When it comes to file extensions, things can get a bit confusing rather quickly. .png? .jpg? .gif? It’s like another language, but in abbreviations totaling 3 letters and a dot.

Each file extension has a specific use based on size, (load time), quality, (printing, dots per inch) and multi-platform readability, (Mac VS P.C.). When you’re getting advertising out into the world for your brand, it’s important to know which files to upload when it comes to web VS print.

Common File Types

1) .jpg (Joint Photographic [experts] exchange)

Pros:
– Versatile, for both web and print
– Photos sized 700K+ (high resolution) are great for print
– Photos sized 700K- (low resolution) are great for web

Cons:
– No transparent background
– Files sized 700K and smaller WILL pixelate when printed
which diminishes the quality of the printed products
Files sized 700K+ take up a lot of space when uploaded for say, a website.

2) .pdf (portable document format) 

Pros:
– Highest quality resolution (700K+)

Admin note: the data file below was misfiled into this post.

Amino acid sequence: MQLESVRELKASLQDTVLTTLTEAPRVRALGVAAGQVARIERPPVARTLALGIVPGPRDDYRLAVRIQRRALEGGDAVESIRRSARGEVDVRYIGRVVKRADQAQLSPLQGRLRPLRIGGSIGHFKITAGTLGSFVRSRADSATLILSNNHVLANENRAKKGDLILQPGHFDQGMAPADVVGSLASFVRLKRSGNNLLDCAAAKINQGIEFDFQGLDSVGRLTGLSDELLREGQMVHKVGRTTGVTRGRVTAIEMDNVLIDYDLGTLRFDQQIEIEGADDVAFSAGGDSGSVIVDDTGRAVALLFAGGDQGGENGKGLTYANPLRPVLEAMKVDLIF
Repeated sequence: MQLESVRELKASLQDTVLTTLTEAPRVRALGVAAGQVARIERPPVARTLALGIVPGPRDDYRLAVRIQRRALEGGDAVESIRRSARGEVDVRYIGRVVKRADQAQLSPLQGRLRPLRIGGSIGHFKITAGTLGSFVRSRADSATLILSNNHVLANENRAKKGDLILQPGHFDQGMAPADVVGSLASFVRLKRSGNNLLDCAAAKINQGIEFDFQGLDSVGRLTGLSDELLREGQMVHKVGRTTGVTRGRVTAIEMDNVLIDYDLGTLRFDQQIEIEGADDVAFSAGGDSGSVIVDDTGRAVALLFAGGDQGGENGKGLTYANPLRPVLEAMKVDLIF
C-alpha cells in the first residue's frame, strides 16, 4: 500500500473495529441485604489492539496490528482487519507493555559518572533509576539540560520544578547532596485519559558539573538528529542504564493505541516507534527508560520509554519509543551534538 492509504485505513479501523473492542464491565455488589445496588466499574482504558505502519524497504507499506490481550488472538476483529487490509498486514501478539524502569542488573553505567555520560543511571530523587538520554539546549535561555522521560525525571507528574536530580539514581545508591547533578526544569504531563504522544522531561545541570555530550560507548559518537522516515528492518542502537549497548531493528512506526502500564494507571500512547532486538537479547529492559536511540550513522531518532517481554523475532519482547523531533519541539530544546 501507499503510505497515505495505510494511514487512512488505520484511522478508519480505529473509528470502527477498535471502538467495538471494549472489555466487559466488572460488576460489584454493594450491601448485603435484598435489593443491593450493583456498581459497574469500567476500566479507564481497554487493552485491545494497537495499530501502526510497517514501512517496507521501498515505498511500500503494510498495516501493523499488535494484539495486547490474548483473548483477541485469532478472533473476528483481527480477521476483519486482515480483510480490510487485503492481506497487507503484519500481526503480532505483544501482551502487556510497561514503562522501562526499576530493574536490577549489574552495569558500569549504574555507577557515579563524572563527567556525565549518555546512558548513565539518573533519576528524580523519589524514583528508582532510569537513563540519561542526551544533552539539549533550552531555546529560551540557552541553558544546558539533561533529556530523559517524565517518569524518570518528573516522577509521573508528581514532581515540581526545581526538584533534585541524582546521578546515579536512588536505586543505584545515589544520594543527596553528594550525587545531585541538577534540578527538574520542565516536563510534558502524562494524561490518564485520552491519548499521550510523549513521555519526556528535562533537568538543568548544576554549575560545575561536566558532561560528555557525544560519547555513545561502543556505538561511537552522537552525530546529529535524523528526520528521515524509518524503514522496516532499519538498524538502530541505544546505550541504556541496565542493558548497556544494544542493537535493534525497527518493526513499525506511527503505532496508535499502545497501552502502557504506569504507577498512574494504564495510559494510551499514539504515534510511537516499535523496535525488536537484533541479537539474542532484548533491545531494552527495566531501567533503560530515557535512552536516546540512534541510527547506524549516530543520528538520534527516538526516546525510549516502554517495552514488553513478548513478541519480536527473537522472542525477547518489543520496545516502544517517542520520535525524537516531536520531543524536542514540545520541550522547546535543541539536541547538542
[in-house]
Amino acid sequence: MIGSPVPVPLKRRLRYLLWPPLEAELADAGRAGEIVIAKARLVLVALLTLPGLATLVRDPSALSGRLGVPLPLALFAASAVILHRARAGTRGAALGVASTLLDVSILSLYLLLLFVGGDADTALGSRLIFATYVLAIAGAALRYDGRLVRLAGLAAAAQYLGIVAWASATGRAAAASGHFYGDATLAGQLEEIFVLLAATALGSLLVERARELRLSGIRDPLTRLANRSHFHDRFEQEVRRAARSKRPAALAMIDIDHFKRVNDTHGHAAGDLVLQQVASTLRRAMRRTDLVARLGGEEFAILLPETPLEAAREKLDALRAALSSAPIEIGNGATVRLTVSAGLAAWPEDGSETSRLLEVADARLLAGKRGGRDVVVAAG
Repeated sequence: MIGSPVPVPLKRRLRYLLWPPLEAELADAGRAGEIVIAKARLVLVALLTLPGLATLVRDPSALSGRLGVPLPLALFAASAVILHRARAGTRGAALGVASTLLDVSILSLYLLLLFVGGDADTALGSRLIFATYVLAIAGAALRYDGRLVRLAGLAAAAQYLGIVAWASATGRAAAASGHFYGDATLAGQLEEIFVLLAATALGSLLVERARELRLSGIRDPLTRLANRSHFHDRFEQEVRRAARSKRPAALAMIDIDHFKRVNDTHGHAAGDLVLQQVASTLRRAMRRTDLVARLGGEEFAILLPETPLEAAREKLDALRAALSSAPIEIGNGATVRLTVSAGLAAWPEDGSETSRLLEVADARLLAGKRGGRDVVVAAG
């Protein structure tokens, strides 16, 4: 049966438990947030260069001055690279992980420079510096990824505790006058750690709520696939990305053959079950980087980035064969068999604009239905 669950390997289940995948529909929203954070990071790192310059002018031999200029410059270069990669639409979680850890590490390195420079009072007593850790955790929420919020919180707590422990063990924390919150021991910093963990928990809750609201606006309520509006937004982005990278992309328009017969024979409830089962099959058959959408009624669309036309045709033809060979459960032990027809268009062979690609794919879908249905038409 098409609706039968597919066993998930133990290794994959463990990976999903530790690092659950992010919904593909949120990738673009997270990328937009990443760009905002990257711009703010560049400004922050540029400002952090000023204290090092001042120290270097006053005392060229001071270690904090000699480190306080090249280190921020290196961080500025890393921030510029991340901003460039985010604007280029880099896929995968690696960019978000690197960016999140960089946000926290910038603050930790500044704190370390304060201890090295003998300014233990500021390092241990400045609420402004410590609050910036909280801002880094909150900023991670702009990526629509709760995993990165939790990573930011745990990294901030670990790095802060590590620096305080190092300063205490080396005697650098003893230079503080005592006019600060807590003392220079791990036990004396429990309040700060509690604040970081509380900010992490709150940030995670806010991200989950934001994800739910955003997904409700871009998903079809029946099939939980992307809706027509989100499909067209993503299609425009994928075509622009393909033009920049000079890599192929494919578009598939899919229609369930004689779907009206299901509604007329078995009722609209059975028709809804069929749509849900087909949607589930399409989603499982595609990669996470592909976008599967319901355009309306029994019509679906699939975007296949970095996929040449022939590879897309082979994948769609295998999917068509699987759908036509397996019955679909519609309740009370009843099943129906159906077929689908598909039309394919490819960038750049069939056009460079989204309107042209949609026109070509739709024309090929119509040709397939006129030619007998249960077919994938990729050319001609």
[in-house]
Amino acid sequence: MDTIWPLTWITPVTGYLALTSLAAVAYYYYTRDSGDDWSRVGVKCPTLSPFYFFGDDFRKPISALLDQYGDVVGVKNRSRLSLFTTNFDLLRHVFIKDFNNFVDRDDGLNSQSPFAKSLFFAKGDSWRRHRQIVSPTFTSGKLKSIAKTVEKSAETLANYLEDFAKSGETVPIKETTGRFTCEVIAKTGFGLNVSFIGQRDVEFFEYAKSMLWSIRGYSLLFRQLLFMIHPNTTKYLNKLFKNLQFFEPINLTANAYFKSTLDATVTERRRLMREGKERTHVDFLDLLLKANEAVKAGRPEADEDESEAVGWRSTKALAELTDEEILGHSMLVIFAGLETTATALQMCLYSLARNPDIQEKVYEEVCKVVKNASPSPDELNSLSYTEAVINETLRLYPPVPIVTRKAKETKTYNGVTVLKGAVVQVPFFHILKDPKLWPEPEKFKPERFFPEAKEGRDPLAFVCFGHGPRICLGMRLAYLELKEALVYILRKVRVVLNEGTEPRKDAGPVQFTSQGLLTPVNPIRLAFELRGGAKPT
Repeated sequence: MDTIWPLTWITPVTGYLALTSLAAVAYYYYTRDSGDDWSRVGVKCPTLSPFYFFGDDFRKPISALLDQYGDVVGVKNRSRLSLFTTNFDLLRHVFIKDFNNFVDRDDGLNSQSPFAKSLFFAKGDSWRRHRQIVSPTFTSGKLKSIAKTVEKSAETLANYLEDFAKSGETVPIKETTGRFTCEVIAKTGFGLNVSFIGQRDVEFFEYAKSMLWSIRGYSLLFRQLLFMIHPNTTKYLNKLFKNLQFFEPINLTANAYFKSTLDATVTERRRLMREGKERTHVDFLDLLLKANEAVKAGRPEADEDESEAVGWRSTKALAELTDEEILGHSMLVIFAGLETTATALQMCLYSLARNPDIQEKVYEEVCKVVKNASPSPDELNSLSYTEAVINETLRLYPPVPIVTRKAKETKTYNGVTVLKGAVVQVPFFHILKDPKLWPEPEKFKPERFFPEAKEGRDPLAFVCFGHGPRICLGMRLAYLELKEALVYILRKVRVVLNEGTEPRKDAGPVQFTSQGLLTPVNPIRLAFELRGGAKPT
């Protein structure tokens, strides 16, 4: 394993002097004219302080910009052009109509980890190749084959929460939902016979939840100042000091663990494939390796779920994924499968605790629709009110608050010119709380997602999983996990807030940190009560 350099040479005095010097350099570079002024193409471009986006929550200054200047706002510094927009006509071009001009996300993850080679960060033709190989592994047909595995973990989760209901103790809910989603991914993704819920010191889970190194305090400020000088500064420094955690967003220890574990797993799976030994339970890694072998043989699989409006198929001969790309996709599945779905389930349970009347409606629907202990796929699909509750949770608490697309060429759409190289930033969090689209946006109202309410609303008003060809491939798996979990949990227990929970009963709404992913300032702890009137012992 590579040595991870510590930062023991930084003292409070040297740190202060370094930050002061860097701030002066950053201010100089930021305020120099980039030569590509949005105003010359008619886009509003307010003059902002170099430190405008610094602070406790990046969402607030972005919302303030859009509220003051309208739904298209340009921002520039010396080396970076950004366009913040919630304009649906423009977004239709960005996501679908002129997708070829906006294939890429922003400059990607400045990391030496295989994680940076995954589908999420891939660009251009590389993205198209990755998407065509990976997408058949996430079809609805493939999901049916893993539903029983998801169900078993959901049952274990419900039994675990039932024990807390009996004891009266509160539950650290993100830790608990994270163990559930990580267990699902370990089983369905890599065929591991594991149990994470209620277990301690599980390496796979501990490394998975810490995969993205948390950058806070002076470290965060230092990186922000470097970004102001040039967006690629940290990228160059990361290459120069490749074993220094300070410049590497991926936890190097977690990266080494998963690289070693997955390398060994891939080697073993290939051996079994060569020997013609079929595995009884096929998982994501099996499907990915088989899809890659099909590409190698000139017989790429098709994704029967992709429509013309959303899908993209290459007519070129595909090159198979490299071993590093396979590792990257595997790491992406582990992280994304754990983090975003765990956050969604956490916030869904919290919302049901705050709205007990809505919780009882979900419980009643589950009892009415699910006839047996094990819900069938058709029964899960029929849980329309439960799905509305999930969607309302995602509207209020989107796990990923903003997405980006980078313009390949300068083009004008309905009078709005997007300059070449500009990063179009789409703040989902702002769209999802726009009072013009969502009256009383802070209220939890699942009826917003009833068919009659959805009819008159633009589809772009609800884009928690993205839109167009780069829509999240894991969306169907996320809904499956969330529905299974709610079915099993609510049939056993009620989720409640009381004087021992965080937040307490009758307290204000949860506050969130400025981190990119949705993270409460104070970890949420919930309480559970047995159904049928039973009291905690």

– Has the most, editable information
– Advertiser or Graphic Designer can edit your file
– Fonts are embedded
(you don’t have to install the font to see it, unless you need to edit it)
– Files can usually be E-mailed

Cons:
– Files are BIG
– Files are not web friendly
unless you’re linking to download say, a resume or a restaurant menu.

2) .png (portable network graphic)

Pros:
– GREAT for things like, logos for web
– Transparent background

Cons:
Files pixelate when printed
– Not good for photography
– Not high resolution (700K+)

Thanks dno1967b from Flickr!

Thanks dno1967b from Flickr!

So, which files should I use,  for what?

Let’s take a new logo you’ve just had designed for your company. When you receive your files from M.C. Creative, you’ll see 3 folders within the .zip file you downloaded from your e-mail.

The folder titled, Large, contains logos exported for print- files are lage and have a lot of data so your logo won’t pixelate (get all square-y) when it’s printed. *If you need to send your logo to a printer or advertiser, send the .pdf file. 

The folder titled, Medium, contains logos exported for things like, social media websites, places like, Flickr or Google+ and Facebook.

The folder titled, Small, contains logos exported for your website or blog headers.

In sum, a quick cheat sheet for file extensions:
Print = .pdf
Photos = BIG .jpg
Web – .png
Facebook, Google+ and Flickr = .jpg (less than 10 MB)

Thanks for reading!

Have any questions, interested in having a logo designed for your biz? 
Contact Mollie, Owner and head designer of M.C. Creative or e-mail at, heythereMC (at) gmail.com!

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